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What is Agave?

Blue agave is a succulent that has many uses.
Sugar and liquors like tequila can be made from agave.
Large plantations of specific species of agave can be found in Mexico.
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  • Written By: Mary McMahon
  • Edited By: Bronwyn Harris
  • Last Modified Date: 02 April 2014
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Agave is a large genus of succulent plants that includes over 200 species. The New World native has been used as a source of food, fiber, and ornamentation for hundreds of years, and has spread far beyond its original range, thanks to migrating peoples who brought the plant with them. There are many modern uses for the plant, and it is widely cultivated in warm regions where it will not be exposed to frost. Many gardeners also plant it in low water gardens, as the succulent looks attractive and requires little water.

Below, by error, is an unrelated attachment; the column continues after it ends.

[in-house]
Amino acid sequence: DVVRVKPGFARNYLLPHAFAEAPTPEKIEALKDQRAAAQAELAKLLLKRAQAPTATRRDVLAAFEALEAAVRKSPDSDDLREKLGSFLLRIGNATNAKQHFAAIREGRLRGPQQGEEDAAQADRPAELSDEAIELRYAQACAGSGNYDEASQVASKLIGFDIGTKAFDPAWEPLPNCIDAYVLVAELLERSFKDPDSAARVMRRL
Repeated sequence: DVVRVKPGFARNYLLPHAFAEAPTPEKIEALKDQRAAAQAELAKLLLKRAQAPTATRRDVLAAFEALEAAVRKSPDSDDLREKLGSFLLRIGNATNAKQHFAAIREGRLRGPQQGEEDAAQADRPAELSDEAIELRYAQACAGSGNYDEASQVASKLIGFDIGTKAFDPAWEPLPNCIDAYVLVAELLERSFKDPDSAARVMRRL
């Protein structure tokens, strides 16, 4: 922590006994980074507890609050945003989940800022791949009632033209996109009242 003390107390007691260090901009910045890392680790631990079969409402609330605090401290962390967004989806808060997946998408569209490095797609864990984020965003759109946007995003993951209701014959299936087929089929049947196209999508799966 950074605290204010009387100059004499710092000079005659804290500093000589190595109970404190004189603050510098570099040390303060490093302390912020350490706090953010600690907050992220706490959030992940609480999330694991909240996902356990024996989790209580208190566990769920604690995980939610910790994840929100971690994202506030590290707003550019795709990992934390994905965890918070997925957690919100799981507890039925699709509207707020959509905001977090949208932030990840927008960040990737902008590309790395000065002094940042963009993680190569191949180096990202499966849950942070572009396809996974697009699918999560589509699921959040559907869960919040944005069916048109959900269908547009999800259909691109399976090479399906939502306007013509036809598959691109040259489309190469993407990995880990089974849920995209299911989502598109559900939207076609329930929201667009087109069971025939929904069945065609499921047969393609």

While many people think of agave as being a member of the cactus family, it is not. It is actually more closely related to lilies, along with other succulent plants. Typically, agave grows in the form of a rosette of thick, fleshy leaves that are often toothed and may also terminate with large spikes. Many species flower only once, putting up a tall stalk of aromatic flowers and then dying off. Since the plants tend to grow runners and offshoots, smaller plants are left behind after the parent dies.

The plant is extremely slow to mature, as is demonstrated by the case of the century plant, a very slow growing species that flowers intermittently. Many parts of the plant are highly useful, including the dense leaves to the often edible flowers. As a result, large plantations of specific species, such as blue agave, can be found in the warm regions of Mexico and the American Southwest.